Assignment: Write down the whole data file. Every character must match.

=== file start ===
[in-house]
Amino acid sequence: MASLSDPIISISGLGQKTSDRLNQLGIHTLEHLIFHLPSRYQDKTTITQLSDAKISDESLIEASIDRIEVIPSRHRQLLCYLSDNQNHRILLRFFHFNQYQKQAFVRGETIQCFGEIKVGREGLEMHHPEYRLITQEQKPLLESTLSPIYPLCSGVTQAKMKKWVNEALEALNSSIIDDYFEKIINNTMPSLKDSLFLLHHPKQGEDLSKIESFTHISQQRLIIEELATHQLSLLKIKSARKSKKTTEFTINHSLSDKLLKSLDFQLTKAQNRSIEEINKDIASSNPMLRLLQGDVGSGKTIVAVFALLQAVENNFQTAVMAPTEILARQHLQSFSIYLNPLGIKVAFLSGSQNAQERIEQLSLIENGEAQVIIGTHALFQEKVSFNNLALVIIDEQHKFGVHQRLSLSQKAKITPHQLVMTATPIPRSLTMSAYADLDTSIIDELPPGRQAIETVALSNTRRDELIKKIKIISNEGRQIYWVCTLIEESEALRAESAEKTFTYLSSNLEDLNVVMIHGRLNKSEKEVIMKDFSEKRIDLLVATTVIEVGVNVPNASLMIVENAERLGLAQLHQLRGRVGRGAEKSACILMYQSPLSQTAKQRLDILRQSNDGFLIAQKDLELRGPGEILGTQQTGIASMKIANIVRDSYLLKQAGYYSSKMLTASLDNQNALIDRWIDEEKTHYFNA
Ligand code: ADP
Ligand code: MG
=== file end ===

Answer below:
[in-house]
Amino acid sequence: MASLSDPIISISGLGQKTSDRLNQLGIHTLEHLIFHLPSRYQDKTTITQLSDAKISDESLIEASIDRIEVIPSRHRQLLCYLSDNQNHRILLRFFHFNQYQKQAFVRGETIQCFGEIKVGREGLEMHHPEYRLITQEQKPLLESTLSPIYPLCSGVTQAKMKKWVNEALEALNSSIIDDYFEKIINNTMPSLKDSLFLLHHPKQGEDLSKIESFTHISQQRLIIEELATHQLSLLKIKSARKSKKTTEFTINHSLSDKLLKSLDFQLTKAQNRSIEEINKDIASSNPMLRLLQGDVGSGKTIVAVFALLQAVENNFQTAVMAPTEILARQHLQSFSIYLNPLGIKVAFLSGSQNAQERIEQLSLIENGEAQVIIGTHALFQEKVSFNNLALVIIDEQHKFGVHQRLSLSQKAKITPHQLVMTATPIPRSLTMSAYADLDTSIIDELPPGRQAIETVALSNTRRDELIKKIKIISNEGRQIYWVCTLIEESEALRAESAEKTFTYLSSNLEDLNVVMIHGRLNKSEKEVIMKDFSEKRIDLLVATTVIEVGVNVPNASLMIVENAERLGLAQLHQLRGRVGRGAEKSACILMYQSPLSQTAKQRLDILRQSNDGFLIAQKDLELRGPGEILGTQQTGIASMKIANIVRDSYLLKQAGYYSSKMLTASLDNQNALIDRWIDEEKTHYFNA
Ligand code: ADP
Ligand code: MG